$123m needed to achieve zero per cent rates rise

Photo: Geoff Sloan
Photo: Geoff Sloan
More than $123 million stands in the way of the Christchurch City Council achieving a zero per cent rates rise this year.

Chief financial officer Carol Bellette said the city council would need to address a revenue shortfall of $99 million to return to the position it was in before Covid-19 and make a further $24.6 million in savings to achieve a zero per cent rates rise.

Addressing this shortfall without increasing rates would require the council to either borrow money, make cuts to its overall budget, or increase charges to services.

Bellette said the council has already borrowed $134.6 million this financial year and expects to be able to borrow at an average cost of 1.2 per cent in the coming financial year.

City councillors will meet next Friday and consider a revised draft Annual Plan, which will look to adjust the council's finances to account for the impact of the Covid-19 pandemic, before it is sent out for public consultation for a second time.

The organisation was left with no choice but to reconsider its draft Annual Plan, which originally went out for public consultation in February before the effects of the pandemic began to weigh down on the council.

The plan will dictate the level at which rates rise, if at all, over the coming financial year. This is likely to attract significant debate at next week's meeting with a number of councillors calling for a zero per cent rates increase and others seeing anything of the sort as unrealistic.

Mike Davidson.
Mike Davidson.
City councillor Mike Davidson said achieving a zero per cent rates increase would require serious cuts throughout the council and across its services under the current Covid-19 climate.

"If you go down to zero [per cent rates increase] you are not cutting down to the bone, you are cutting right through the bone," he said.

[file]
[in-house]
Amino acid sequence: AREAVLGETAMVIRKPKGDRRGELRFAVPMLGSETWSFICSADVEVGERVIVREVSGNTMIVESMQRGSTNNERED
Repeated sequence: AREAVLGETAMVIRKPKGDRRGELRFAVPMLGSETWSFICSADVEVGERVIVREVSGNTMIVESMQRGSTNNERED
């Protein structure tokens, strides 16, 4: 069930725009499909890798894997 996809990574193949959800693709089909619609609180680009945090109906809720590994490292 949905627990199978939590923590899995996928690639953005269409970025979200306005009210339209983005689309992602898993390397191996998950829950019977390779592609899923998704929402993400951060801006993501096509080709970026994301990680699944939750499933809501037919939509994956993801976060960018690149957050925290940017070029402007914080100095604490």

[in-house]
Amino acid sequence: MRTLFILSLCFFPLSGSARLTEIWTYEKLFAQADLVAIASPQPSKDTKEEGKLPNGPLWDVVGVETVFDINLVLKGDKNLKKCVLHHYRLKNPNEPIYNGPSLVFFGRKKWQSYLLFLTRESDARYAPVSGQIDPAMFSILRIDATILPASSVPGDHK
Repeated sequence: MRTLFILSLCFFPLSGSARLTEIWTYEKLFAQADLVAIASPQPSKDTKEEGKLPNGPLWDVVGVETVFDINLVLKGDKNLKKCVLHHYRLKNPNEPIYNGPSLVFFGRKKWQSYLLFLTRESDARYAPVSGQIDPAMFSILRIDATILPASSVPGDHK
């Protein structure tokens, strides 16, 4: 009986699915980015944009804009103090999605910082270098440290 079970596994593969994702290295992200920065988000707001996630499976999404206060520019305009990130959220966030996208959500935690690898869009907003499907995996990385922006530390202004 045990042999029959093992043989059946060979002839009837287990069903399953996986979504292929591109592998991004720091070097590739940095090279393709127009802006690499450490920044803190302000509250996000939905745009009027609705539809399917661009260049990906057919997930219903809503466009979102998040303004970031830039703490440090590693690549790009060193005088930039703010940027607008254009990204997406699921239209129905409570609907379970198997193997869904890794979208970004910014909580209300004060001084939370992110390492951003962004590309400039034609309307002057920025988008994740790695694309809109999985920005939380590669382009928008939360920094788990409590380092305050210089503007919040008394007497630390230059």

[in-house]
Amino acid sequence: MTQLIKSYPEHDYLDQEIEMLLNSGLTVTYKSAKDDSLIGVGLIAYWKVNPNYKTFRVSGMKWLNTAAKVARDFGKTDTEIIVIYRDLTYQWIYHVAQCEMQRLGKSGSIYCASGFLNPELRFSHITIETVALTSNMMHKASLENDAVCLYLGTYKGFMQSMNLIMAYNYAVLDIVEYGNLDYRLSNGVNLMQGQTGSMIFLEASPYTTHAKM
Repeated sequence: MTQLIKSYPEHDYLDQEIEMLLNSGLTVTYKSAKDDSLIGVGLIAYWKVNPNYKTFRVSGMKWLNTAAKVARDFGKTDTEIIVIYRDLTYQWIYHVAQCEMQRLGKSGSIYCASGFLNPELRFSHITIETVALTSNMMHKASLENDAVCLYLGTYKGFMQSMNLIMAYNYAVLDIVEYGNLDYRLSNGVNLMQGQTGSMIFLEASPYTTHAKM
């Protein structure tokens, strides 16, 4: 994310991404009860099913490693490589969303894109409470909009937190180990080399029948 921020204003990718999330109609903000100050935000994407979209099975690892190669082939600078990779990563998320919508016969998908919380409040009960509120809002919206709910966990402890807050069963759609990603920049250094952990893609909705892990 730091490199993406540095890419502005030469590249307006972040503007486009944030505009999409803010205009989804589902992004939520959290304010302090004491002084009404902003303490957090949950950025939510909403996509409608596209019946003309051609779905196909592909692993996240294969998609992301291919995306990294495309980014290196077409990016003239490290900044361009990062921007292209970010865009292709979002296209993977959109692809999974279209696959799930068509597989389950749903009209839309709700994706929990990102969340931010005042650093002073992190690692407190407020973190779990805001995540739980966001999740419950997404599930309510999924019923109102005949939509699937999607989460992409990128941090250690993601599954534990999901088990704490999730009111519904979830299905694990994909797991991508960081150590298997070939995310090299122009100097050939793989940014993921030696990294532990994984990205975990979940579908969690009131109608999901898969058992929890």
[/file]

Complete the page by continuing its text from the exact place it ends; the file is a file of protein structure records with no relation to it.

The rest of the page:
"When you go down to zero you are cutting that much off your operating budget and your capital budget that anything really becomes a possibility to be cut and that becomes a political decision based on where the votes lie around the table.

"What would happen to the stadium? What would happen to the hot saltwater pools and pools in other communities?"

Sam MacDonald.
Sam MacDonald.
However, city councillor Sam MacDonald still saw a zero rates increase as possible.

"We have got to look at the bigger picture and I think the mindset of the council for too long has been to spend more to fix things," he said.

City councillor Aaron Keown also felt there is plenty of room to make cuts within the council's budget to achieve a zero per cent rates increase.

"There are a number of items in there [the council's budget] that we should not be involved in, at least not this year," he said.

Aaron Keown.
Aaron Keown.
"The least we can do for businesses and individuals is not increase their outgoings with rates increases."

However, at last week's council meeting chief executive Dawn Baxendale cast doubt over the viability of a zero per cent rates rise.

"The world you were in eight weeks ago is fundamentally different to now, so what may have been seen to be a proposal, and I will say this from a perspective of simple maths, of naught per cent I think will be very unrealistic to achieve," she said.

Lianne Dalziel.
Lianne Dalziel.
Mayor Lianne Dalziel said she remained "laser-focused" on assessing all options, including ones involving a zero per cent rates rise.

"We are looking at our level of debt and the impact of Covid-19 on our income, funding and loss of dividends and within that we are looking at a range of options, including zero increases to our rates. There are a range of levers to be pulled," she said.

Once the draft Annual Plan is signed off by city councillors for public consultation, it will remain open for feedback until June 29. The plan would then be formally adopted by councillors on July 30.



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